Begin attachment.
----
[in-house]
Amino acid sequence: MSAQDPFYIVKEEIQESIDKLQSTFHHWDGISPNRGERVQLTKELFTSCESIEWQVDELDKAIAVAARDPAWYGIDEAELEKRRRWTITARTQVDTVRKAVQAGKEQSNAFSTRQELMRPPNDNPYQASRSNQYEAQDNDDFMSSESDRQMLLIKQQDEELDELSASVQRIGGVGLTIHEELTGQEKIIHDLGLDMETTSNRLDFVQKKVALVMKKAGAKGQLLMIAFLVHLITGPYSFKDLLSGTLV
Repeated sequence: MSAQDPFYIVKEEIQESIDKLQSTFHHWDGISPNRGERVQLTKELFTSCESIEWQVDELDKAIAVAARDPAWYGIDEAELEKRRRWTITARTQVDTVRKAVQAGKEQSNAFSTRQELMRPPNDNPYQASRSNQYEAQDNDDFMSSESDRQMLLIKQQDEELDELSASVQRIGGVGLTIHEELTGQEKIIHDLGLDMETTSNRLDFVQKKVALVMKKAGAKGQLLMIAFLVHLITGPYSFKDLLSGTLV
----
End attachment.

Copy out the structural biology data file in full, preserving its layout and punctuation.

[in-house]
Amino acid sequence: MSAQDPFYIVKEEIQESIDKLQSTFHHWDGISPNRGERVQLTKELFTSCESIEWQVDELDKAIAVAARDPAWYGIDEAELEKRRRWTITARTQVDTVRKAVQAGKEQSNAFSTRQELMRPPNDNPYQASRSNQYEAQDNDDFMSSESDRQMLLIKQQDEELDELSASVQRIGGVGLTIHEELTGQEKIIHDLGLDMETTSNRLDFVQKKVALVMKKAGAKGQLLMIAFLVHLITGPYSFKDLLSGTLV
Repeated sequence: MSAQDPFYIVKEEIQESIDKLQSTFHHWDGISPNRGERVQLTKELFTSCESIEWQVDELDKAIAVAARDPAWYGIDEAELEKRRRWTITARTQVDTVRKAVQAGKEQSNAFSTRQELMRPPNDNPYQASRSNQYEAQDNDDFMSSESDRQMLLIKQQDEELDELSASVQRIGGVGLTIHEELTGQEKIIHDLGLDMETTSNRLDFVQKKVALVMKKAGAKGQLLMIAFLVHLITGPYSFKDLLSGTLV